The best books of the Westerners’ experience in China

The Books I Picked & Why

My Several Worlds

By Pearl S. Bucks

My Several Worlds

Why this book?

Pearl S. Bucks was the first American woman who won the Nobel Prize for Literature. She was brought to China by her missionary parents when she was an infant. She continued to spend much of the first half of her life in China from 1892 to 1934. This autobiography covers her growing up in China and returning to the U.S. Good-hearted and open-minded, she was the very few foreigners who had intimate access to ordinary Chinese people's lives and souls, which remain mysterious to most outsiders to this day. As a sharp-eyed observer and skillful writer, she gave an extraordinary account of the major events such as the collapse of the Qing Dynasty, the Boxer Rebellion, and the civil war between the Nationalists and the Communists. The missionary work brought her to China in the first place, but in the end, she admitted failure in bringing God to China. Pearl S. Bucks was one of the brilliant minds of her time, and her book is incredibly relevant today. As one of the critical American chroniclers of China, she offered remarkable insights and objectivity, which could help readers understand why China is what it is today.


When you buy a book we may earn a small commission.

Two Kinds of Time

By Graham Peck

Two Kinds of Time

Why this book?

This book is the comparatively underrated one among my five choices, but I guarantee it worthwhile. Peck went to China in 1935. He served in the U.S. Office of War Information in China throughout the 1940s. This memoir chronicles his life in China from the beginning of the Japanese invasion to the end of the Pacific War, during which the U.S. was the ally of the Nationalists, who lost to the Communists in the following years. The China Peck described was a sleepy, isolated world, characterized by apathetic people, rampant corruption, and senseless internal friction. When the book first came out in 1950, the Communists took over China a few months ago, and the Americans were in a hot debate, “Who lost China?” The valuable historical and political information Peck provided in this book offered a unique voice to answer the burning question. His opinion of China could be summarized by the book's title, which suggests that China was living in a different time from the outside world.


When you buy a book we may earn a small commission.

Red China Blues: My Long March from Mao to Now (Anchor Books)

By Jan Wong

Red China Blues: My Long March from Mao to Now (Anchor Books)

Why this book?

Growing up in Canada, left-winged Wong dropped out of university and flew to China in 1972 to participate in the Cultural Revolution. But she was soon disillusioned by the reality of a police state and the hypocrisy dominating everyone's life, from which even she, as a foreign nationality, couldn't escape. However, Wong remained in China and eventually worked as a journalist for Canada’s The Globe and Mail. When the Tiananmen Protests happened in 1989, she tracked down and interviewed dissidents and eyewitnesses. This memoir covers her active years in China from the 1970s to the 1990s, during which China was undergoing a sweeping change from Mao’s era to Deng’s era. It is a prelude to China's marching toward its economic prowess.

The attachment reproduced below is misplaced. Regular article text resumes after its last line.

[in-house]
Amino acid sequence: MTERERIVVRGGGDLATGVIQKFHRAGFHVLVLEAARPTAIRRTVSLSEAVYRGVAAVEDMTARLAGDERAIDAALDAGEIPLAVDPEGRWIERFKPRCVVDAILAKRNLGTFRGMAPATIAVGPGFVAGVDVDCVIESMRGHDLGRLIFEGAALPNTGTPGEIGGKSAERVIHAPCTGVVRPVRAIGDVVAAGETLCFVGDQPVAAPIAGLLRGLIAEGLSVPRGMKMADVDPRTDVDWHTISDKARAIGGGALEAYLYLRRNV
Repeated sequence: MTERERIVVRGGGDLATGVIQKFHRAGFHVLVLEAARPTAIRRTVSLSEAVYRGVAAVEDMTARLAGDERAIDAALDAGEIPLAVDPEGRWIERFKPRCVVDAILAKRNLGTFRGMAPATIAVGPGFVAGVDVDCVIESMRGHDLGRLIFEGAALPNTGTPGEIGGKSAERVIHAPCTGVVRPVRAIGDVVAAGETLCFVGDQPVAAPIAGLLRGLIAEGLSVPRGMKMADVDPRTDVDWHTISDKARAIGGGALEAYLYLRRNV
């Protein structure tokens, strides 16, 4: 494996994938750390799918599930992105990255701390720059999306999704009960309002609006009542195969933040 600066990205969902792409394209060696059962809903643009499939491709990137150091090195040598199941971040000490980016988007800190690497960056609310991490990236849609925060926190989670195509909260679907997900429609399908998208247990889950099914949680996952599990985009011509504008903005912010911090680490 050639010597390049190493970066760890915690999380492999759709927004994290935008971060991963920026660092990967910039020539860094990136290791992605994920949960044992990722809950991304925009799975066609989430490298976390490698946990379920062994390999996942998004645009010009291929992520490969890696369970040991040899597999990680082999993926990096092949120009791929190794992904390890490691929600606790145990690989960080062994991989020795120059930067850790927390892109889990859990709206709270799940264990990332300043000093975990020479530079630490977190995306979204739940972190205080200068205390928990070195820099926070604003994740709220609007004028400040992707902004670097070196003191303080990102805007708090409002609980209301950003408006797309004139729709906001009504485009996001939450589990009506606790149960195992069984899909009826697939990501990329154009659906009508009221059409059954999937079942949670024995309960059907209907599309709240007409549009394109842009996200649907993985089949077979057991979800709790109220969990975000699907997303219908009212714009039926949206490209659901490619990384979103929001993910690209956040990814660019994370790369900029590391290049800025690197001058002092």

When you buy a book we may earn a small commission.

Country Driving

By Peter Hessler

Country Driving

Why this book?

Hassler’s relationship with China started in 1996 when he was sent to China to teach English by the Peace Corps. Country Driving is the third of his four books on China. It details his cross-China journey driving in a rented car. By the end of 2008, China boasted 23 million miles of highways nationwide, 45 times the length in 1949 when the People’s Republic of China was founded. The stunning speed of infrastructure expansion also means putting rookie drivers on the road, as Hassler noticed that Beijing drivers took pleasure in flouting the traffic rules. The extended network of roads brought out the largest migration in human history, with millions of people moving from farm to factory. Examples like a migrant worker who memorized complex machinery blueprints and sold them to his bosses’ competitors illustrate people’s confusion when overwhelmed by new social scenarios and human bonding. Hassler drew a dexterous parallel between the Chinese people’s driving experience and their maneuvering from a rural society to an industrialized country.


When you buy a book we may earn a small commission.

Little Soldiers: An American Boy, a Chinese School, and the Global Race to Achieve

By Lenora Chu

Little Soldiers: An American Boy, a Chinese School, and the Global Race to Achieve

Why this book?

This book deals with the new challenge brought by the Chinese education system. As an American journalist dispatched to Shanghai, Chu chose an unconventional way of educating her son by enrolling him in an elite state-run public school instead of an international school. This memoir delineates her navigating inside China's high-achieving yet somewhat insular education system. When the Chinese use military-like high-pressured techniques to educate their students and "out-educate" the Americans, people couldn’t help but wonder if the Chinese educational philosophy could teach the world a lesson or two. Chu discovered that the Chinese system was designed to weed out the incompetent, and as a result, every student who successfully entered higher education was a fighter and survivor. Educational practices reveal the core value of a society. Chu raises an important question in an increasingly flattened world as to how to raise American kids to compete globally. 


When you buy a book we may earn a small commission.

Closely Related Book Lists

Random Book Lists